It would be interesting to see a full comparison of troop committment in Iraq based on National funding, populations and armed forces size, and then compare with the war in Kosovo.

In addition, we can extend the firefighter comparison further. When Michael Moore asks whether Bill O'Reilly would give his son to secure Fallujah, Bill should have asked whether Moore would give his son to put out a fire, or to get shot while giving out a speeding ticket. If not, we should then disband all firefighter and police services forthwith to prevent anyone from getting hurt.

 
At October 4, 2004 at 10:29 AM, Blogger josh narins said...

To John, and those who might speak of the responsibility of a great power, and I know you won't understand this. The Whig position on the Mexican-American War, a war of choice.

It's not a very Christian thing, to start a war and slaughter people, only to install (first) two oil-men, Garner and Bremer, with no Arabic or Kurdish language skills or nation-building experience over them, and then (second) to select a CIA-asset to be their Prime Minister.

Have you forgotten the incessant lies about WMD in the first place? Have you forgotten Ahmed Chalabi?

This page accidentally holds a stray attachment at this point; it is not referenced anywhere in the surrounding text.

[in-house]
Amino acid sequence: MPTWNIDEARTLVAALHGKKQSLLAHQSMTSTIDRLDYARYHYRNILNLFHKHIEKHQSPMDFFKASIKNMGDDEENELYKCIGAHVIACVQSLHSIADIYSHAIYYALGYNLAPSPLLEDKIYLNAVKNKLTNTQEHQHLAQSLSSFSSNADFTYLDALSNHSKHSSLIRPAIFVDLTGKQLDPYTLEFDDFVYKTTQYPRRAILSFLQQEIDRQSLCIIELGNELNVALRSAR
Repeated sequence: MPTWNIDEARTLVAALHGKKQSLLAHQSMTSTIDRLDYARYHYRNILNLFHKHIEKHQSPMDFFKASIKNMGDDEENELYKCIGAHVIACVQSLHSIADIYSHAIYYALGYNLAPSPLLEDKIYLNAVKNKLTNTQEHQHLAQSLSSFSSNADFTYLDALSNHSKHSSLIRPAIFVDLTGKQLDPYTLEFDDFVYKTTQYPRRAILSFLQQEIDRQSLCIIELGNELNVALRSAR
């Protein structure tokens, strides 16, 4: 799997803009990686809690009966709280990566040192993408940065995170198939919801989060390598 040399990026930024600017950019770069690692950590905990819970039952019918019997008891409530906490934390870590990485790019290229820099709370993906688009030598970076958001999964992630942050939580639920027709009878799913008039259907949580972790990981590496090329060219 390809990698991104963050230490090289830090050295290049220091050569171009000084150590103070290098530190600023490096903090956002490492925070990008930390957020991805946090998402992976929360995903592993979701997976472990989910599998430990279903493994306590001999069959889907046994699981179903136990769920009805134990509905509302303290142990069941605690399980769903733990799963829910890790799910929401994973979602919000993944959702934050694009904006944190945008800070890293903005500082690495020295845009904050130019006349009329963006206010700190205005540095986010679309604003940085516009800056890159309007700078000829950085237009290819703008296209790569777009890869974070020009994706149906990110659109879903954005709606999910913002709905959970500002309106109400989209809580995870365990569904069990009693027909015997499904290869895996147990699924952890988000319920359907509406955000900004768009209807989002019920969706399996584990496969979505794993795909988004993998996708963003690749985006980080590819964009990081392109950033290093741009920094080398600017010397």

Maybe this far distant peice will set you ignoramii straight on responsibility and war...

The War With MexicoAbe Lincoln called Polk a liar. Another congressman talked about the rich friends of Polk "sporting their pleasure boats on the seas of tears of widows and orphans."

Are a bunch of rich Bush friends getting richer? You bet your sweet patoots! MCI/WorldCom (bankrupt, collapsed) didn't call it "Friends & Family" for nothing.

 
At October 4, 2004 at 10:38 AM, Blogger josh narins said...

Tonga, in case you didn't know, is a poor country ruled by an absolute monarch.

Name a real Republic that went with us. The great thing about Republics is that, when being honest, they all pretty much have identical foreign policies. Since they don't aim to conquer and control more land (a trait usually attributed to small Monarchs), they all hope for Republicanism (a la Montesquieu) to spread and Monarchs and Tyrants to die. It has happened all over the world, too.

Britain is a parliamentary democracy with a Queen. The King of Spain was hand-picked by the FASCIST Franco, and Jose Maria Aznar, the PM who sent Spain into Iraq, was the leader of the party started by Fraga Iribarne (served under Franco for more than a decade in cabinet level positions, including as chief of the murderous secret police). Italy? Berlusconi called Benito Mussolini a "benevolent dictator" (tell that to the women his soldiers raped) and Berlusconi said that Mussolini didn't send any Jews to the death camps! Berlusconi, our great Italian ally (media tycoon owns or has a stake in most of the media in Italy, talk about bias!) said that Mussolini sent the Jews on holiday.